District 2 Election – Candidates’ final election statements
June 18, 2013
Youth campers learn good exercise and life habits at CPN Summer Camp program
June 21, 2013

Citizen Potawatomi Nation employee rescues elders, child during recent flood

Arlene Jaquez, a nurse at the CPN West Clinic, was in a similar situation that many Oklahoma City-area residents found themselves in on May 31 when tornado producing storms hit. Jaquez, caught in rush hour traffic swollen with citizens trying to escape the approaching storms, found herself and her family away from their home south Oklahoma City.

“My father was driving and people everywhere were panicking, trying to get to shelter,” recalled Jaquez. “When I felt the truck move from the winds, I told him to pull over and we sought shelter along with 15 other people outside of a business. It was locked, but we finally got inside and rode out the storm.”

When the tornado sirens finally stopped, a torrential rain continued to soak large parts of the metro area. Jaquez and her family tried again wait out the weather, this time closer to home in a Wal-Mart parking lot, but eventually decided to try and walk to home. Driving was impossible, with streets full of cars and flooded with rain.

“We finally got to my street, and just looking at it when it’s dry, you wouldn’t think it could hold that much water. But it was completely flooded. My 2010 Honda Civic had water up to the roof, and it was a foot deep inside my house,” said Jaquez.

Standing in the yard with her family and neighbors, Jaquez tried to warn approaching motorists who tried to drive through the flooded street. One car, a green Ford Taurus, tried to drive through despite Jaquez and her neighbors’ effort to keep them from going through. The low sitting automobile stalled out.

“I was frustrated at first because they ignored us, or couldn’t see us and drove right into the water,” she explained. “But then I saw a little kid in the back seat, so I went into the water and checked on them. The little boy in the backseat, he was panicking, and I told the two adults in the front seat they needed to get out of the car.”

The driver said he couldn’t, explaining that he was having chest pains, which was why he was trying to go down the flooded street. Jaquez took the boy out of the car to higher ground, and with the help of her father and neighbors, got the two adults out.

“I told my Dad to get some aspirin for the man having chest pains. Then I began checking his vitals.”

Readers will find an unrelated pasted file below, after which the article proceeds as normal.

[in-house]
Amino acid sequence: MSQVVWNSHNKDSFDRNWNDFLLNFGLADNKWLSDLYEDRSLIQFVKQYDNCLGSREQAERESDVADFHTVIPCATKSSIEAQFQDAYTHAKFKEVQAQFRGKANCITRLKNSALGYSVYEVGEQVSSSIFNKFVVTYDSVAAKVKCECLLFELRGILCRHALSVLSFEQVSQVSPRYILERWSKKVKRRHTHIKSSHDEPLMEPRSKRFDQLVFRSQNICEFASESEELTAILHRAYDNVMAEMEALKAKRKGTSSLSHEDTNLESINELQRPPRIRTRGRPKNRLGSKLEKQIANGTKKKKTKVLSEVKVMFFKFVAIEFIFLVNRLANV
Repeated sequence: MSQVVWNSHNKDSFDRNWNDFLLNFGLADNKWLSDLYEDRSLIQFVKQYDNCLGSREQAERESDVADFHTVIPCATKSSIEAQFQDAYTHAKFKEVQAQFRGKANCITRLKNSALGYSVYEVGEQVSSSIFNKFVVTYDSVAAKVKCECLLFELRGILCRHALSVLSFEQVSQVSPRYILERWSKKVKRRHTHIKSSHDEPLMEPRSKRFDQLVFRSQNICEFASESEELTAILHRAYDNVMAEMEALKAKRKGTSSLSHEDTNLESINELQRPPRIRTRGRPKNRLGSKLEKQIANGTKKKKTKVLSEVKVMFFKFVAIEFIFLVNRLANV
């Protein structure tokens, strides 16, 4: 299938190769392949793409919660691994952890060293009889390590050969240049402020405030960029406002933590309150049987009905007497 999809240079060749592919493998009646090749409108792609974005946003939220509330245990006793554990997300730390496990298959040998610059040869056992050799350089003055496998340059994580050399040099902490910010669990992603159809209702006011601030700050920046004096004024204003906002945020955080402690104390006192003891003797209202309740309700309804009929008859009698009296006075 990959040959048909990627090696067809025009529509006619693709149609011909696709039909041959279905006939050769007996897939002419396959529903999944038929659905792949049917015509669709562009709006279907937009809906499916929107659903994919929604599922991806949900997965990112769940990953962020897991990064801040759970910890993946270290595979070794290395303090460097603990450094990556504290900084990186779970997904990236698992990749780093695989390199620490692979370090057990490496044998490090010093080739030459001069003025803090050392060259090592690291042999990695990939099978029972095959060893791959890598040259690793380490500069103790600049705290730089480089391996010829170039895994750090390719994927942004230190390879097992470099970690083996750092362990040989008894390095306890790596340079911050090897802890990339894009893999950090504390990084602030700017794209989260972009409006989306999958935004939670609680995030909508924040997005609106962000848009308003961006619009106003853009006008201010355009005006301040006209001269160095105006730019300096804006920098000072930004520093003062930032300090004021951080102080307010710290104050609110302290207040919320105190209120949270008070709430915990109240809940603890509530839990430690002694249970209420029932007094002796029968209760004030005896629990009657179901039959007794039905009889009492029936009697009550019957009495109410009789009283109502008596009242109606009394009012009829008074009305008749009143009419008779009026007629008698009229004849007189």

All turned out to be ok, and later in the evening as Jaquez stood outside her flooded home talking about the incident with her next door neighbor, she heard what she described as “birds squeaking.”

After listening to the sound a little longer, Jaquez and her neighbor found a litter of kittens had been washed up next to a house by the floodwaters. One had already drowned, but they pulled the rest from the rising water and put them in the box.

“The mother cat, who we thought was just a crazy stray earlier in the night, came once we put the kittens in the box and began nursing them,” said Jaquez. “I’m not a cat person, but those kittens had my heart after that.”
Unfortunately for Jaquez, along with the loss of her car, she also found out that her homeowners insurance didn’t cover floods.

“I’m basically under insured because my current policy won’t cover all the damage. I don’t know how I missed it, because I read my policy each year when I renew it, but I didn’t have flood insurance. I’m covered for volcano eruptions of all things. It’s devastating,” she said.

Jaquez is currently negotiating with her insurance company to find out how much they will cover and what costs she will have to pay for on her own. Despite the incredible losses she’s incurred, Jaquez showed up for work the next week with a positivity her colleagues at the CPN West Clinic praised.

In an email to staff, CPN West Clinic Business Office Supervisor Keri Harjo wrote, “In the face of all this adversity, she had the wherewithal to save a 6 year old child from a car that was sinking in the flood waters and assisted two elders, one with chest pain until the paramedics were able to make it into the neighborhood. Even though she left her cape at home today she is here with a smile.”

Said Jaquez, “I was just overwhelmed with my whole experience, I let myself cry for 10 minutes and my tears mixed with the rain…I believe everything happens for a reason…I’ll find God’s grace in it.”